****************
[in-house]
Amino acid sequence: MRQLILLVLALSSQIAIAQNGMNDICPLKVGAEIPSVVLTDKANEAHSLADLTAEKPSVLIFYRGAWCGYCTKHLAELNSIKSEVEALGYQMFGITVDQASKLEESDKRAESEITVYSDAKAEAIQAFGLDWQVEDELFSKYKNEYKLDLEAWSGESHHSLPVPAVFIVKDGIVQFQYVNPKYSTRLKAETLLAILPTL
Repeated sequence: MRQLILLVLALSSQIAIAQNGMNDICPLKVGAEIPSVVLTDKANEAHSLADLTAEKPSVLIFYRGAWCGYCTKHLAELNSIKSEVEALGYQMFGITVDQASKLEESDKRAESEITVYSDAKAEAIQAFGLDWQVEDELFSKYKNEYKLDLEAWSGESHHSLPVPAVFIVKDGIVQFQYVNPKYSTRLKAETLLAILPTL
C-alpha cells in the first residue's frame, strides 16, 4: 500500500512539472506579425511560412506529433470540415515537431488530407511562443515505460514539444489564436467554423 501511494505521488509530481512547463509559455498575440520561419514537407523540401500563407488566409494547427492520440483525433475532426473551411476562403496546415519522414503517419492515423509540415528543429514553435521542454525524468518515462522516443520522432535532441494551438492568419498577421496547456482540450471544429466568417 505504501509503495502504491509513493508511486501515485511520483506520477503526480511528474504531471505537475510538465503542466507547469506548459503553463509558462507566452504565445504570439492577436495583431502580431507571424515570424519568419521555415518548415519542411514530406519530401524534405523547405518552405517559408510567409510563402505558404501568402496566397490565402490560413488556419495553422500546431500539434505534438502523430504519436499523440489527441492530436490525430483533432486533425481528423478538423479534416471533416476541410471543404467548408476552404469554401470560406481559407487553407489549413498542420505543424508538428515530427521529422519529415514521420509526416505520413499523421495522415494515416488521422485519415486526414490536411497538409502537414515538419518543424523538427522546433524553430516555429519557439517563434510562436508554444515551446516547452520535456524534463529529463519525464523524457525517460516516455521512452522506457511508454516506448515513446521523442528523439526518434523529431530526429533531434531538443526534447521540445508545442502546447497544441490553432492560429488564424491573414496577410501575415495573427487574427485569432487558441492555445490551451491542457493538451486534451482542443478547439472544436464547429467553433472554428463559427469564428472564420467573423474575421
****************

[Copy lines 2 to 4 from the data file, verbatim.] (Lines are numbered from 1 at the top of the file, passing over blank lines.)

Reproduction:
Amino acid sequence: MRQLILLVLALSSQIAIAQNGMNDICPLKVGAEIPSVVLTDKANEAHSLADLTAEKPSVLIFYRGAWCGYCTKHLAELNSIKSEVEALGYQMFGITVDQASKLEESDKRAESEITVYSDAKAEAIQAFGLDWQVEDELFSKYKNEYKLDLEAWSGESHHSLPVPAVFIVKDGIVQFQYVNPKYSTRLKAETLLAILPTL
Repeated sequence: MRQLILLVLALSSQIAIAQNGMNDICPLKVGAEIPSVVLTDKANEAHSLADLTAEKPSVLIFYRGAWCGYCTKHLAELNSIKSEVEALGYQMFGITVDQASKLEESDKRAESEITVYSDAKAEAIQAFGLDWQVEDELFSKYKNEYKLDLEAWSGESHHSLPVPAVFIVKDGIVQFQYVNPKYSTRLKAETLLAILPTL
C-alpha cells in the first residue's frame, strides 16, 4: 500500500512539472506579425511560412506529433470540415515537431488530407511562443515505460514539444489564436467554423 501511494505521488509530481512547463509559455498575440520561419514537407523540401500563407488566409494547427492520440483525433475532426473551411476562403496546415519522414503517419492515423509540415528543429514553435521542454525524468518515462522516443520522432535532441494551438492568419498577421496547456482540450471544429466568417 505504501509503495502504491509513493508511486501515485511520483506520477503526480511528474504531471505537475510538465503542466507547469506548459503553463509558462507566452504565445504570439492577436495583431502580431507571424515570424519568419521555415518548415519542411514530406519530401524534405523547405518552405517559408510567409510563402505558404501568402496566397490565402490560413488556419495553422500546431500539434505534438502523430504519436499523440489527441492530436490525430483533432486533425481528423478538423479534416471533416476541410471543404467548408476552404469554401470560406481559407487553407489549413498542420505543424508538428515530427521529422519529415514521420509526416505520413499523421495522415494515416488521422485519415486526414490536411497538409502537414515538419518543424523538427522546433524553430516555429519557439517563434510562436508554444515551446516547452520535456524534463529529463519525464523524457525517460516516455521512452522506457511508454516506448515513446521523442528523439526518434523529431530526429533531434531538443526534447521540445508545442502546447497544441490553432492560429488564424491573414496577410501575415495573427487574427485569432487558441492555445490551451491542457493538451486534451482542443478547439472544436464547429467553433472554428463559427469564428472564420467573423474575421